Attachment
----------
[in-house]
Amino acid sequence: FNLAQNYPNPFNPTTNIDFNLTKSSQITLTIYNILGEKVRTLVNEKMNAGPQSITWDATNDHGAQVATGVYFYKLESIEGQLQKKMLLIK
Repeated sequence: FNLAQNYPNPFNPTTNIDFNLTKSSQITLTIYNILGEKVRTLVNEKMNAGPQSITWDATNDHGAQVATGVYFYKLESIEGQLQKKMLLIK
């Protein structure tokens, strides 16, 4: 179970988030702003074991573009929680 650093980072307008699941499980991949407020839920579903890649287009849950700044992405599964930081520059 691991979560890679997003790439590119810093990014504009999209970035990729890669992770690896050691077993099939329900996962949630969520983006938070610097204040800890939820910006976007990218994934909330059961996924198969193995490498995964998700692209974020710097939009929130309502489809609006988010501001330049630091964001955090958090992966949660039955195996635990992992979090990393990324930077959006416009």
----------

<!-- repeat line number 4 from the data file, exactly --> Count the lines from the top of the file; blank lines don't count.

């Protein structure tokens, strides 16, 4: 179970988030702003074991573009929680 650093980072307008699941499980991949407020839920579903890649287009849950700044992405599964930081520059 691991979560890679997003790439590119810093990014504009999209970035990729890669992770690896050691077993099939329900996962949630969520983006938070610097204040800890939820910006976007990218994934909330059961996924198969193995490498995964998700692209974020710097939009929130309502489809609006988010501001330049630091964001955090958090992966949660039955195996635990992992979090990393990324930077959006416009």